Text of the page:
Andy Mackenzie awarded a Veni grant for his project 'Robust decentralized institutions'

We are happy to announce that SBE’s Andy Mackenzie was awarded a Veni grant worth up to 250,000 euros by the Dutch Research Council (NWO) for his project on robust decentralized institutions.

Veni grants are awarded each year by the NWO and are aimed at excellent researchers who have recently obtained their doctorate. The grant provides the laureates with the opportunity to further elaborate their own ideas during a period of three years. This year, a total of 1,127 researchers submitted an admissible research proposal for funding. 161 of these have now been granted.

In light of this exciting news, we reached out to Andy Mackenzie for a short interview.

Can you tell us about the project for which you were awarded the Veni grant?

'Over the last few decades, more and more markets have been designed as centralized institutions where participants submit preference reports to a central administrator, who then uses these reports as the input of an algorithm that calculates the market outcome. Familiar examples include elections, auctions, labor market clearinghouses, and school choice procedures (including secondary schools in Amsterdam!). Motivated by some concerns about participant confusion, privacy, and calculation errors, my project will explore alternative institutions that provide very strong incentives for honesty (robustness) while reducing the role for the central administrator (decentralization). For example, an alternative to a centralized school choice procedure might be a carefully designed smart phone app where specific sorts of messages are sent back and forth between parents and schools.'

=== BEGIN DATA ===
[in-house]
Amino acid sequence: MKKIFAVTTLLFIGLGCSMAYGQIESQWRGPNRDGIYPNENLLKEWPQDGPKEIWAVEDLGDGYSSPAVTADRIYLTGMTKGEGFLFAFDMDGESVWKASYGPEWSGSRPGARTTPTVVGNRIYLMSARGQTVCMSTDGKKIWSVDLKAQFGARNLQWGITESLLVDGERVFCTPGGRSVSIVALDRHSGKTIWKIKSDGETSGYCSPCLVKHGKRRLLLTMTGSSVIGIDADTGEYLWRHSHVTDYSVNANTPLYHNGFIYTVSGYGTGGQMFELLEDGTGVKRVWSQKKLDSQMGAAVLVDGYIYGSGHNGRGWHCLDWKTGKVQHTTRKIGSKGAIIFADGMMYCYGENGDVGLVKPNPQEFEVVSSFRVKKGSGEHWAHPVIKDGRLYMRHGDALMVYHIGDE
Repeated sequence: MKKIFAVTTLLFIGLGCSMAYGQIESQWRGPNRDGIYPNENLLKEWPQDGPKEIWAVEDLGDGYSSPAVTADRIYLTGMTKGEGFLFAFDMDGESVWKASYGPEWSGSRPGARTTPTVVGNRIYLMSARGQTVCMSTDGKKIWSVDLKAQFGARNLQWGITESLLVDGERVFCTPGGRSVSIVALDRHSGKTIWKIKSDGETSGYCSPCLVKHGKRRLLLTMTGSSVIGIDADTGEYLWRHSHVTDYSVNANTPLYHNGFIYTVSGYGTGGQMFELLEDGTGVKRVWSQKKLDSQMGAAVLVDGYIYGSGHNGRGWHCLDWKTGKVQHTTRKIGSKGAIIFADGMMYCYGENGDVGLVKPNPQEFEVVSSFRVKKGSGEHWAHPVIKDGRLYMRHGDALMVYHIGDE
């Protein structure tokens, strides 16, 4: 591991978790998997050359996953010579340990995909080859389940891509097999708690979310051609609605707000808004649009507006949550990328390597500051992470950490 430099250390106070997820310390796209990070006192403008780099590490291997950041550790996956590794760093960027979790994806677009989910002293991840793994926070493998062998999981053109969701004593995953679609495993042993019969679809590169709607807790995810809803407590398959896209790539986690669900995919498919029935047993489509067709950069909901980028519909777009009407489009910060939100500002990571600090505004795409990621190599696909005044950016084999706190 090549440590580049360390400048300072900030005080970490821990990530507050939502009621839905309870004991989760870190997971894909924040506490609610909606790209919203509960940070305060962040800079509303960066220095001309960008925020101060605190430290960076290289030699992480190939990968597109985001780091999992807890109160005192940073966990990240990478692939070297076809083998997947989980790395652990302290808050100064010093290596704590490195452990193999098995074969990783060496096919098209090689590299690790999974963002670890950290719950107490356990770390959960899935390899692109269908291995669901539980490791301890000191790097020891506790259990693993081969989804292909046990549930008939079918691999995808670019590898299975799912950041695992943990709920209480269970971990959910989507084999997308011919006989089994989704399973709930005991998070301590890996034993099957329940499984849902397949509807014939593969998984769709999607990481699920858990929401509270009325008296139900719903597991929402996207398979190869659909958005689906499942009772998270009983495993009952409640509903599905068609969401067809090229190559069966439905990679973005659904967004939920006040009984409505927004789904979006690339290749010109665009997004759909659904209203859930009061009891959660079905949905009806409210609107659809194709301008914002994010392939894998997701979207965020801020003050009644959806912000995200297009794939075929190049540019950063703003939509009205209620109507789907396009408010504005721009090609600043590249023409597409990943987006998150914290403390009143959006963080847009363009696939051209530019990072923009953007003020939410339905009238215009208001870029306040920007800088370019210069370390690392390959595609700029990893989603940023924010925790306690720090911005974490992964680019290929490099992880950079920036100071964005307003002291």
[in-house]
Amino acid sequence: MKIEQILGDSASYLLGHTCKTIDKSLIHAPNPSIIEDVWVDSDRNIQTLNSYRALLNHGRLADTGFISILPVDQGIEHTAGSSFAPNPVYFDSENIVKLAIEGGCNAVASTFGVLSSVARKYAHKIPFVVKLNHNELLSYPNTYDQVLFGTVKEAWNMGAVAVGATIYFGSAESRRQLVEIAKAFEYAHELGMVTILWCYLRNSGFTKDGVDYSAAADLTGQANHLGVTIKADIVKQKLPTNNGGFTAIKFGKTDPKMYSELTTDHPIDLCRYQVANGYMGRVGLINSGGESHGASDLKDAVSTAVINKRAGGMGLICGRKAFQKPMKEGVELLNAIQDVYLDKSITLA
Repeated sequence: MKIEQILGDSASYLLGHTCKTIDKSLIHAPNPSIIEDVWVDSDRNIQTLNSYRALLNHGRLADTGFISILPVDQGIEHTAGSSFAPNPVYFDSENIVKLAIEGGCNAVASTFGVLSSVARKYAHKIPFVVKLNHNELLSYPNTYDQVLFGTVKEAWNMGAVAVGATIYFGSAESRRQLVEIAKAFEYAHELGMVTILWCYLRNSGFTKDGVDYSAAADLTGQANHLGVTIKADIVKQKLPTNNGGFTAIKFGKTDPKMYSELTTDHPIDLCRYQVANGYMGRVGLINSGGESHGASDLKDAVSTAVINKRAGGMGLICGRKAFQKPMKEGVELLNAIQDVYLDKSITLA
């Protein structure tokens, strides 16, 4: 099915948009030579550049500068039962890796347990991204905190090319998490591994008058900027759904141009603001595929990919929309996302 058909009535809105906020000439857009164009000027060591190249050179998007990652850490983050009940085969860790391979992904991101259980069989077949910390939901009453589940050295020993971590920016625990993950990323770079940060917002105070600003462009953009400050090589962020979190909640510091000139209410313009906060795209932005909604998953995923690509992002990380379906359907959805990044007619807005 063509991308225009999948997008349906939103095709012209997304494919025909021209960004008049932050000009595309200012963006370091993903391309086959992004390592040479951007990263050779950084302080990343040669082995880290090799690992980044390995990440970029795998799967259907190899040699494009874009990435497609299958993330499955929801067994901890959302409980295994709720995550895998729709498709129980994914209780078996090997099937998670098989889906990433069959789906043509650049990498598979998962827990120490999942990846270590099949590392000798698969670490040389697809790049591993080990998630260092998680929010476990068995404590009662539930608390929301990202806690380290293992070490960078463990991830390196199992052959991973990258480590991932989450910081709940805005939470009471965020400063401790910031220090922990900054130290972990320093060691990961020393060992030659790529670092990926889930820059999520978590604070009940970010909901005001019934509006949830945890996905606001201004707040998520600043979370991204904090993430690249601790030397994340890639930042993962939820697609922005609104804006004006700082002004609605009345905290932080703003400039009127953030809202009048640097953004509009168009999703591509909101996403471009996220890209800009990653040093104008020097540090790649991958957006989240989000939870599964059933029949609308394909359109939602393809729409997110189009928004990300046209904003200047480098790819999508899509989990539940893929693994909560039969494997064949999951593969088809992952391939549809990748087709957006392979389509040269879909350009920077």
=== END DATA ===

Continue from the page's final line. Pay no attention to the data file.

What was your initial reaction when you found out you had won the grant?

'I first learned of my outcome by reading a generic letter that was sent to all Veni applicants, when I found my application number on a list of the successful ones. The first thing I did was triple-check that I was reading it right! I was extremely excited, but for the first few days this information was top-secret until the NWO made its public announcement: my outcome was formally under an embargo. Once I was able to share the news, I first notified four people who provided tremendous support for this application at various stages of the process: Anouk Hölsgens, Christian Seel, Jean-Jacques Herings, and Arno Riedl.'

What are some of your goals in the near future?

'In the near future, I am eager to get to work on this project! I've already been collaborating with Yu Zhou, my co-author at Kyoto University, on a research paper related to this topic called "Menu mechanisms", and there are many more exciting directions to explore.'

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